Bill Clinton
Former US President Bill Clinton is one of the high profile supporters of the Business Backs Education campaign Reuters

Some of the world's largest companies only spend "a fraction" of their corporate social responsibility (CSR) on education, according to the Varkey Foundation.

The research commissioned as part of the Business Backs Education campaign found that global Fortune 500 businesses only spend $2.6bn (13%) of their $19.9bn CSR budgets on education related activities.

The study also revealed that that less than half (218 companies) of the Fortune 500 provide any spending on education-related CSR.

The Business Backs Education campaign challenges business to commit 20% of their global CSR spend on education by 2020 and is supported by former US President Bill Clinton and the Mayor of London Boris Johnson.

"This is designed to bring business in line with Government spending targets," the organisation said.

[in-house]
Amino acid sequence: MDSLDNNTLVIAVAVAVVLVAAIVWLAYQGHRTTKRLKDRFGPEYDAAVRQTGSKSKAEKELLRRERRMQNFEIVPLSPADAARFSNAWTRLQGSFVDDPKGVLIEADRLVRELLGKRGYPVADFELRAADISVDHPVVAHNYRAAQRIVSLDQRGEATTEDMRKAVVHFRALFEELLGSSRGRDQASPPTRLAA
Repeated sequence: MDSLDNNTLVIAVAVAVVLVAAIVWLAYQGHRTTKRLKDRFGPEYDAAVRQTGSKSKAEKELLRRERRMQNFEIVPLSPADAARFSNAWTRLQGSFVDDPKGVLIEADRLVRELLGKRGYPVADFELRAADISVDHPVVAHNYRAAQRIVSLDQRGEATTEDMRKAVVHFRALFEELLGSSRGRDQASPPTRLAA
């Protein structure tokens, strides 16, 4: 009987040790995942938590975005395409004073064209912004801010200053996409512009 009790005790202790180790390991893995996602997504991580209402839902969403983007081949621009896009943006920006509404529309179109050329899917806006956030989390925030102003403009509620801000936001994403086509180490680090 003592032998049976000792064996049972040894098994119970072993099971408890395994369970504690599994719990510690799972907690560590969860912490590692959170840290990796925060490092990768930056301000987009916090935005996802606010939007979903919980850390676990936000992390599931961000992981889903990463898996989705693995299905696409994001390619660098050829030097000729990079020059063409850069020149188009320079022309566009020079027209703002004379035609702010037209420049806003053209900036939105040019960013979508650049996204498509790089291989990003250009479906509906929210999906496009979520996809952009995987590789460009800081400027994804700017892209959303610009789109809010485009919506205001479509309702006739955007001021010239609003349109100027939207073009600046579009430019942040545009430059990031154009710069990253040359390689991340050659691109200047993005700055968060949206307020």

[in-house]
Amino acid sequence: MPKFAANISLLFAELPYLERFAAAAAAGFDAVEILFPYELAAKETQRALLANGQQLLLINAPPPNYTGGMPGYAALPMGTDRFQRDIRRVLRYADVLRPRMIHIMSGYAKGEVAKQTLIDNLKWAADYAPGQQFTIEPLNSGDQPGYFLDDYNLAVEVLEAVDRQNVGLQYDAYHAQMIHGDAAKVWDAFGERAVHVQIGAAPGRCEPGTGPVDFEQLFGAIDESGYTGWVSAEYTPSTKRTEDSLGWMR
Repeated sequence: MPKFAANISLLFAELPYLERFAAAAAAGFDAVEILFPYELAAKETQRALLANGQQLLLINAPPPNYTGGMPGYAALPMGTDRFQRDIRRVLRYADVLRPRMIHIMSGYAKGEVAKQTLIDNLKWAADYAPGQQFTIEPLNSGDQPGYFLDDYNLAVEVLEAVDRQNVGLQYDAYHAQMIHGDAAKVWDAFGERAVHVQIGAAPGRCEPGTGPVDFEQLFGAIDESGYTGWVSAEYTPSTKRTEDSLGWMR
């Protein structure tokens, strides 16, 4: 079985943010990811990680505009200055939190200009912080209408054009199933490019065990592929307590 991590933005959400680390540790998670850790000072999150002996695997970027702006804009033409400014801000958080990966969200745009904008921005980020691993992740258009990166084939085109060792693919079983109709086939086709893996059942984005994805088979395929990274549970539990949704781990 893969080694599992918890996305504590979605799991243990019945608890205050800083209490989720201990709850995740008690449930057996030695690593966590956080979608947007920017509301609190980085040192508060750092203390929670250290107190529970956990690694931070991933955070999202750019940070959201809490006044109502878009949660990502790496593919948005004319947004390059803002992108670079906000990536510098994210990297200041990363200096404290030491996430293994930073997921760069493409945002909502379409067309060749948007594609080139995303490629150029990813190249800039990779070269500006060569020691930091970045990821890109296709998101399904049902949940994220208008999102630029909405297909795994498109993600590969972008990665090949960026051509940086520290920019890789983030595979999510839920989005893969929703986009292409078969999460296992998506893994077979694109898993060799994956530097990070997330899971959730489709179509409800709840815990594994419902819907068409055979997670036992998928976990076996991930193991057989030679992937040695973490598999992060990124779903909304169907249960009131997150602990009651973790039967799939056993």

"Unesco recommend that Governments should spend 20% of their budget on education and that 20% of Official Development Assistance should go towards education initiatives.

"This is of particular importance as the gap between education demand and provision rises, particularly in developing countries, and there is a recognition that government on its own cannot plug this gap."

The report explained US companies form the largest proportion of the Fortune Global 500 and thus spend the most on CSR and education CSR, with IBM, Exxon Mobil, Target, Microsoft and Wells Fargo the top five US companies.

The 132 US Fortune Global 500 companies spent US$10,254m on CSR activities and 10% of this, or US$1,065m, on education-related activities (as an average of the three years 2011 – 2013).

The Varkey Foundation said the findings provide "strong evidence" that corporate giving to education is considerably below spending on other areas such as health.

In order, the top ten spenders on education-related CSR in the Global Fortune 500 are: Banco Santander ($197m), IBM ($144m), Telefonica ($130m), Exxon Mobil ($116), Target ($95m), GlaxoSmithKline ($87m), Microsoft ($87m), Toyota Motor ($84m), Rio Tinto Group ($82m), Wells Fargo ($82m).